Linde’s main source of revenue is its atmospheric gas provision services with operations in the North American, South American, Middle Eastern, African, and Asian markets. The company had sales of about $33 billion in 2022.
Linde operates one of the world’s largest helium plants in Ulysses, Kansas, along with several other facilities around the world including in Algeria, Qatar, and Australia.
With access to more than 50 helium transfill facilities located in all major helium markets around the globe, Linde is well positioned in the helium space and has the infrastructure in place to store and deliver helium to customers around the world across a wide range of industries.
Linde PLC pays a competitive quarterly dividend of $1.17 per share.
The world is currently in the grip of a global helium shortage — aka, Helium Shortage 4.0 — due to a confluence of factors including:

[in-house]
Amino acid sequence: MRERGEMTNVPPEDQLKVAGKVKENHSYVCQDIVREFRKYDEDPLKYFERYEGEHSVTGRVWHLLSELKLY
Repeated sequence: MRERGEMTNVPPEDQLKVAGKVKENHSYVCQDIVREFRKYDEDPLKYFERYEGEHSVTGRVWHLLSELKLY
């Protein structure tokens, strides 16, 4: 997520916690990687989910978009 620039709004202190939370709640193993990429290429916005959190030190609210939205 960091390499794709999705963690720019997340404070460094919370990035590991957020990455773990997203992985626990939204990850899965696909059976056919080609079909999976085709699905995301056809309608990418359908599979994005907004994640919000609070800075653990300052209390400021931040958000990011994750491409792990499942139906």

A continuance of those trends will likely cause the price of helium to skyrocket well above current price levels, which, in turn, could lead to record profits for the world’s top helium producers and suppliers.
We covered two well-diversified helium producers in this article: Air Products & Chemicals Inc. (NYSE: APD) and Linde PLC (NYSE: LIN).
Both companies offer excellent exposure to the helium industry with the associated risk factor being somewhat mitigated due to the high level of diversification of both firms into an array of other high-value gases.
As always, it’s important to conduct your own due diligence… and two great places to start are the corporate websites for Air Products & Chemicals and Linde PLC.
In the weeks and months ahead, we’ll be exploring additional ways to capitalize on the global helium shortage, including emerging investment opportunities in the smaller, higher-risk pure plays as helium projects right here on US soil are advanced to the drilling stage.
Strap in, investors… the helium party’s just getting started!